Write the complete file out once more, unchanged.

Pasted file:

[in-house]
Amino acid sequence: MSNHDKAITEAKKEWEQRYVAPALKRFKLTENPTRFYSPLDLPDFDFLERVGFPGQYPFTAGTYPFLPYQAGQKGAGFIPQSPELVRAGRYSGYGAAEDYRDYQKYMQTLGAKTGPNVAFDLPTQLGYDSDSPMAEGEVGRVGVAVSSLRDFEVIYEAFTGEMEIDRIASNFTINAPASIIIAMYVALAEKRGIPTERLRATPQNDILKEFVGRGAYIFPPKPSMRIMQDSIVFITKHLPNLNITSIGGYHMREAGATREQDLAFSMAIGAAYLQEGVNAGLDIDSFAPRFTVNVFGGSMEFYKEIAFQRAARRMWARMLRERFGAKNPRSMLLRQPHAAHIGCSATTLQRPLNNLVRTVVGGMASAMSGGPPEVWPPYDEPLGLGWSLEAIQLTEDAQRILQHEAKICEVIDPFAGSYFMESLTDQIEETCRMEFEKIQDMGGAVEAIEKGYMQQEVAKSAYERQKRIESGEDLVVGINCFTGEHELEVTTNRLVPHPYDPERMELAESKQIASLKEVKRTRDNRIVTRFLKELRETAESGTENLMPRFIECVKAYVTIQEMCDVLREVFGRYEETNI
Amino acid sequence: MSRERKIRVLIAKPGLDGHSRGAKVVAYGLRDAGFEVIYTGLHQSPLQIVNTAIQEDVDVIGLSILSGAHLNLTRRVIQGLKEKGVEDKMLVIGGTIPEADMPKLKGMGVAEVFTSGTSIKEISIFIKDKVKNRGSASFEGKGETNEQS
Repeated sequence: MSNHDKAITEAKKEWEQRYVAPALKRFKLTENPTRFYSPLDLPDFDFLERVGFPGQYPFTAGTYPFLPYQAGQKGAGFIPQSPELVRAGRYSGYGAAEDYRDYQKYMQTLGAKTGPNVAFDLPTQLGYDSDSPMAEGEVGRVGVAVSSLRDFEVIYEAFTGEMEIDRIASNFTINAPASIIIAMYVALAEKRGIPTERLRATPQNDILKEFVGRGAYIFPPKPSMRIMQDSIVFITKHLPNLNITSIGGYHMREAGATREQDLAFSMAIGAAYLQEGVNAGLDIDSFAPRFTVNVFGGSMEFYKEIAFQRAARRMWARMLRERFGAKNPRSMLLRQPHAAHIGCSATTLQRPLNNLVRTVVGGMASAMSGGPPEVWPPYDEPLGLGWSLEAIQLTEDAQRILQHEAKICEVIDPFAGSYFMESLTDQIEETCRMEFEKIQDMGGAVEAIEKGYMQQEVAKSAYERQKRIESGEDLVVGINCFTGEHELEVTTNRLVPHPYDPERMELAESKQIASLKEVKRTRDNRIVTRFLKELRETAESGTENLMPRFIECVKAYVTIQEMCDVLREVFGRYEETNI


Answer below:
[in-house]
Amino acid sequence: MSNHDKAITEAKKEWEQRYVAPALKRFKLTENPTRFYSPLDLPDFDFLERVGFPGQYPFTAGTYPFLPYQAGQKGAGFIPQSPELVRAGRYSGYGAAEDYRDYQKYMQTLGAKTGPNVAFDLPTQLGYDSDSPMAEGEVGRVGVAVSSLRDFEVIYEAFTGEMEIDRIASNFTINAPASIIIAMYVALAEKRGIPTERLRATPQNDILKEFVGRGAYIFPPKPSMRIMQDSIVFITKHLPNLNITSIGGYHMREAGATREQDLAFSMAIGAAYLQEGVNAGLDIDSFAPRFTVNVFGGSMEFYKEIAFQRAARRMWARMLRERFGAKNPRSMLLRQPHAAHIGCSATTLQRPLNNLVRTVVGGMASAMSGGPPEVWPPYDEPLGLGWSLEAIQLTEDAQRILQHEAKICEVIDPFAGSYFMESLTDQIEETCRMEFEKIQDMGGAVEAIEKGYMQQEVAKSAYERQKRIESGEDLVVGINCFTGEHELEVTTNRLVPHPYDPERMELAESKQIASLKEVKRTRDNRIVTRFLKELRETAESGTENLMPRFIECVKAYVTIQEMCDVLREVFGRYEETNI
Amino acid sequence: MSRERKIRVLIAKPGLDGHSRGAKVVAYGLRDAGFEVIYTGLHQSPLQIVNTAIQEDVDVIGLSILSGAHLNLTRRVIQGLKEKGVEDKMLVIGGTIPEADMPKLKGMGVAEVFTSGTSIKEISIFIKDKVKNRGSASFEGKGETNEQS
Repeated sequence: MSNHDKAITEAKKEWEQRYVAPALKRFKLTENPTRFYSPLDLPDFDFLERVGFPGQYPFTAGTYPFLPYQAGQKGAGFIPQSPELVRAGRYSGYGAAEDYRDYQKYMQTLGAKTGPNVAFDLPTQLGYDSDSPMAEGEVGRVGVAVSSLRDFEVIYEAFTGEMEIDRIASNFTINAPASIIIAMYVALAEKRGIPTERLRATPQNDILKEFVGRGAYIFPPKPSMRIMQDSIVFITKHLPNLNITSIGGYHMREAGATREQDLAFSMAIGAAYLQEGVNAGLDIDSFAPRFTVNVFGGSMEFYKEIAFQRAARRMWARMLRERFGAKNPRSMLLRQPHAAHIGCSATTLQRPLNNLVRTVVGGMASAMSGGPPEVWPPYDEPLGLGWSLEAIQLTEDAQRILQHEAKICEVIDPFAGSYFMESLTDQIEETCRMEFEKIQDMGGAVEAIEKGYMQQEVAKSAYERQKRIESGEDLVVGINCFTGEHELEVTTNRLVPHPYDPERMELAESKQIASLKEVKRTRDNRIVTRFLKELRETAESGTENLMPRFIECVKAYVTIQEMCDVLREVFGRYEETNI